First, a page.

The King is Dead: Coal Stocks Have No Place in Your Portfolio

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Submitted by Wall St. Daily using our Trefis Contributor Tool

Coal prices have been in a tailspin since the beginning of the year. But now some industry players are calling for a rebound.

Don’t buy into it.

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It might seem like a good contrarian play at the moment (and in the short term, maybe it is). But the long-term outlook is exceedingly bleak.

Coal faces major headwinds, including increased competition, tougher regulations and deteriorating plants. And these problems aren’t going away anytime soon.

In other words, King Coal is dead – and it’s not coming back.

You see, coal essentially has two purposes: Thermal coal is burned to create electricity and coking coal is used to make steel.

The former is the big one. About 87% of the world’s total hard coal production is used for power.

Yet that’s where coal faces its stiffest competition.

Coal’s dirty and inefficient. So it’s being supplanted by other sources of energy – especially natural gas.

Natural gas has always been cleaner than coal, as it releases half the carbon dioxide emissions when it’s burned. But now it’s cheaper, too.

For that reason, power companies that once relied on coal are making the switch to natural gas. And they increased their use of the fuel by about one-third over the past year, according to Energy Department data.

Take Southern Co. (NYSE: SO), for example.

In 2008, coal made up 70% of Southern’s electricity generation. Now it’s 32%. By 2020, the company expects to generate 57% of its power from natural gas.

This shift is occurring industry wide.

Coal produced just 36% of U.S. electricity in the first quarter of 2012 – down from 42% last year and 57% in 1985.

And power suppliers aren’t just switching for the cost savings, either. The truth is, most power plants were already transitioning to cleaner natural gas to reduce carbon emissions and comply with clean air laws. Lower prices just accelerated the change.

Since 2010, plant operators have announced 106 retirements of coal facilities – representing 13% of the U.S. fleet. And newer, tougher environmental regulations will ensure that no new plants are built to replace them.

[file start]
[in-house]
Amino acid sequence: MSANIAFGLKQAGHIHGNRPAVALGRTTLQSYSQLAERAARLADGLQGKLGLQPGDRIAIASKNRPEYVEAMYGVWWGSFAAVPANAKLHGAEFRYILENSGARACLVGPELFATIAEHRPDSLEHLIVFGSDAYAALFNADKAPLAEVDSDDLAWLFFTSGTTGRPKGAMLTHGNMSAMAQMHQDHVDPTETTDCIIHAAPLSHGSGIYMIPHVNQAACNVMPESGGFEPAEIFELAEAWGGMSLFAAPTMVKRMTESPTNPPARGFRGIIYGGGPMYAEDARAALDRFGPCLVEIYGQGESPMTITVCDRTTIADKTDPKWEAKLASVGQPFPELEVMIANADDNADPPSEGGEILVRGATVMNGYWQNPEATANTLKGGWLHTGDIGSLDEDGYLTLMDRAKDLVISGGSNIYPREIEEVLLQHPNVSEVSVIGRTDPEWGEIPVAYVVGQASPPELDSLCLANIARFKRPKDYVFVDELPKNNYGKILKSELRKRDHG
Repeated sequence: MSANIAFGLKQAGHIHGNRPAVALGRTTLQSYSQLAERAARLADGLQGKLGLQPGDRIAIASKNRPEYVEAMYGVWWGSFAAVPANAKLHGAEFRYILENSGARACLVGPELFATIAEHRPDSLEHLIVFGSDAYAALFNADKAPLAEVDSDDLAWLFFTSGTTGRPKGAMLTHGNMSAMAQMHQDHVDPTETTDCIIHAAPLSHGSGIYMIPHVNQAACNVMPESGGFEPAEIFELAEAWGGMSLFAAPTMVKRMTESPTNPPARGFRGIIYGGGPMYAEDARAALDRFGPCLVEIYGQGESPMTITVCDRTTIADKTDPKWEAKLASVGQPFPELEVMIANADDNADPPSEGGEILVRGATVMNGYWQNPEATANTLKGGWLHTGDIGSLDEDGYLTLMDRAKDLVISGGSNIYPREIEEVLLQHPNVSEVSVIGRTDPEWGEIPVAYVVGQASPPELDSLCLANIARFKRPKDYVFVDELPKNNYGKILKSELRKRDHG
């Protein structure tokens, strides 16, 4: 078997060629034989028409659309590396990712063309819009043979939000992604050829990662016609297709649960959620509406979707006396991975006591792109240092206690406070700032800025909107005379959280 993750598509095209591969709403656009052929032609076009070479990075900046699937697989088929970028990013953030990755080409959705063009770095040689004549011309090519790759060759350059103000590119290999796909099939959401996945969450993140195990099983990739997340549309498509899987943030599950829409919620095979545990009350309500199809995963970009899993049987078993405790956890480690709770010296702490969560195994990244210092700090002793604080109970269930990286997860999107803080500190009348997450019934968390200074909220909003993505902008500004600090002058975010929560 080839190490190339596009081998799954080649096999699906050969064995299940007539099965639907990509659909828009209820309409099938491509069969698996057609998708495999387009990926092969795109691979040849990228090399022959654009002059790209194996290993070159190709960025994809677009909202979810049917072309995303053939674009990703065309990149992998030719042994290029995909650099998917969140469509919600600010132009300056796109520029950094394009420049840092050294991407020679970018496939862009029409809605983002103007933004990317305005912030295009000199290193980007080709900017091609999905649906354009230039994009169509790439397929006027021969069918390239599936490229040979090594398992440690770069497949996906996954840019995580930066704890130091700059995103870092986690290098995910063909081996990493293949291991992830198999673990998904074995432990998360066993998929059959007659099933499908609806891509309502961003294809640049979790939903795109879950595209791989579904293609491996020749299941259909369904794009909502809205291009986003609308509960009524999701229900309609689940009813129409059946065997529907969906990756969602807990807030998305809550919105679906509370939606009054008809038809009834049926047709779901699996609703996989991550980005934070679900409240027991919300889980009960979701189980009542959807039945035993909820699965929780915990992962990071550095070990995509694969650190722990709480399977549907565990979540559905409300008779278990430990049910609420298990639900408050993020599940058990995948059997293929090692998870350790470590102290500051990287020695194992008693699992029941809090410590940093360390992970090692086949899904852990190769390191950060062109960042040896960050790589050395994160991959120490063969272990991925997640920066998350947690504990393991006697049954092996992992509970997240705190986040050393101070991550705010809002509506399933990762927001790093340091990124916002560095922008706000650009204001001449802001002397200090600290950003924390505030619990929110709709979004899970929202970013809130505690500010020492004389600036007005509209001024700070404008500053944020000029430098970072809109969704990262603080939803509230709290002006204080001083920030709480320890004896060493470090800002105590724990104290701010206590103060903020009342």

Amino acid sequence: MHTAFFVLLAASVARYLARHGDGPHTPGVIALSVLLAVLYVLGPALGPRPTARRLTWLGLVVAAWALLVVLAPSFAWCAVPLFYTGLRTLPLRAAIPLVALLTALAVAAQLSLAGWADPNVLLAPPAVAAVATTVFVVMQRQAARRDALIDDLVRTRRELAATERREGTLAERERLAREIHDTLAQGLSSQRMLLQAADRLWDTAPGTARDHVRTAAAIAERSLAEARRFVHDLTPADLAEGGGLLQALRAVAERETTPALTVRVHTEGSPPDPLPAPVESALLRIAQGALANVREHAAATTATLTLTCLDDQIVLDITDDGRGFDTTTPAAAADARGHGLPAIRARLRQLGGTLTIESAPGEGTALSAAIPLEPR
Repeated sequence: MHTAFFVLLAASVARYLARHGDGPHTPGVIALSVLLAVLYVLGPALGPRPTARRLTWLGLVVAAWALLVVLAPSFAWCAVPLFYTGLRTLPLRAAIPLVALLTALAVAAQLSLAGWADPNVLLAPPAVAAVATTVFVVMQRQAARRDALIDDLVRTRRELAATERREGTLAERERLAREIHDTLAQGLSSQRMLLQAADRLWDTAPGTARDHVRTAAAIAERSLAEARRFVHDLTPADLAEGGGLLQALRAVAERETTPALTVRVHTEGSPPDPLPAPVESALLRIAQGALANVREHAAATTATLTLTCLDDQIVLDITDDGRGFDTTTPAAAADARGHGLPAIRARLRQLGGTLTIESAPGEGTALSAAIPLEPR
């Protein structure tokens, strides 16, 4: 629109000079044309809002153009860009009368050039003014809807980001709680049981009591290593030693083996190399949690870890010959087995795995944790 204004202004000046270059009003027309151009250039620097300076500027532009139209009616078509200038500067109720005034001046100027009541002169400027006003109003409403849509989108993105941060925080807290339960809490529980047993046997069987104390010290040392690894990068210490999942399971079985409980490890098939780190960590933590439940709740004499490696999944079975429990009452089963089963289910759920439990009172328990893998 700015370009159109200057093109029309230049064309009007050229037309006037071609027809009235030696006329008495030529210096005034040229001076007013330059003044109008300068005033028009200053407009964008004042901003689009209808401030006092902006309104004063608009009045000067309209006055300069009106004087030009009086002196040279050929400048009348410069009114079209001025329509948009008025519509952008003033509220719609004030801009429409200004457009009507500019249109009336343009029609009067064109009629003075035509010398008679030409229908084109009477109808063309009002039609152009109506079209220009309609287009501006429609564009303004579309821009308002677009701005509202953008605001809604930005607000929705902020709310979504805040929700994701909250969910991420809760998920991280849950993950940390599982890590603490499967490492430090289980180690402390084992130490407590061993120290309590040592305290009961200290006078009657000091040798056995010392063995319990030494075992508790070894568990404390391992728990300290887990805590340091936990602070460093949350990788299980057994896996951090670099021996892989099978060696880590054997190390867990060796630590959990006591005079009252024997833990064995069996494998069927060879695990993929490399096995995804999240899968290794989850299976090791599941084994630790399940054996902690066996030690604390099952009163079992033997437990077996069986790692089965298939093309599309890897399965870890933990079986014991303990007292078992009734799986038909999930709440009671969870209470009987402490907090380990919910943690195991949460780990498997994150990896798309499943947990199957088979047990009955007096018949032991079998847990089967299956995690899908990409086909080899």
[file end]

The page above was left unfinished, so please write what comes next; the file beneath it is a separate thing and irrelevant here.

In fact, plans to build as many as 15 new coal plants could be deterred by new carbon emissions standards, according to the Environmental Protection Agency.

That’s bad for coal, but good for the environment. With coal being shunned, carbon dioxide emissions from the fossil fuel sector are expected to decline 3% this year, compared to the 1.9% decrease in 2011.

Ultimately, the United States will consume 876 million tons of coal this year, according to the Energy Information Administration (EIA). That’s the lowest level since 1987. Yet the country will still produce 982 million tons of coal, which will just add to the current supply glut.

Still, many optimists believe that demand in emerging markets – especially China – will offset this decline and eventually lead to a resurgence in coal prices. But that’s unlikely.

To begin with, China’s economy isn’t growing nearly as fast as it once was. (That’s dampened the demand for electricity and steel, further exacerbating the decline in coal prices.)

And while China currently gets 80% of its power from coal, the country is fast tracking its natural gas program to duplicate the United States’ success.

China is home to the world’s largest deposits of shale gas. And if it develops those assets, it has the chance to reduce pollution, create jobs and become more energy independent…

That’s why it set a goal of producing more than 60 billion cubic meters of natural gas – about 10 times the current amount – by 2020. Recall, that’s why so many Chinese energy companies have been looking for overseas takeover targets.

Indeed, coal’s days in China are numbered, just like they are in the United States.

So do yourself a favor and avoid companies like Peabody Energy (NYSE: BTU), Alpha Natural Resources (NYSE: ANR) and even BHP Billiton (NYSE: BHP).

They have too much exposure to coal. And coal is the fuel of the 18th century, not the 21st.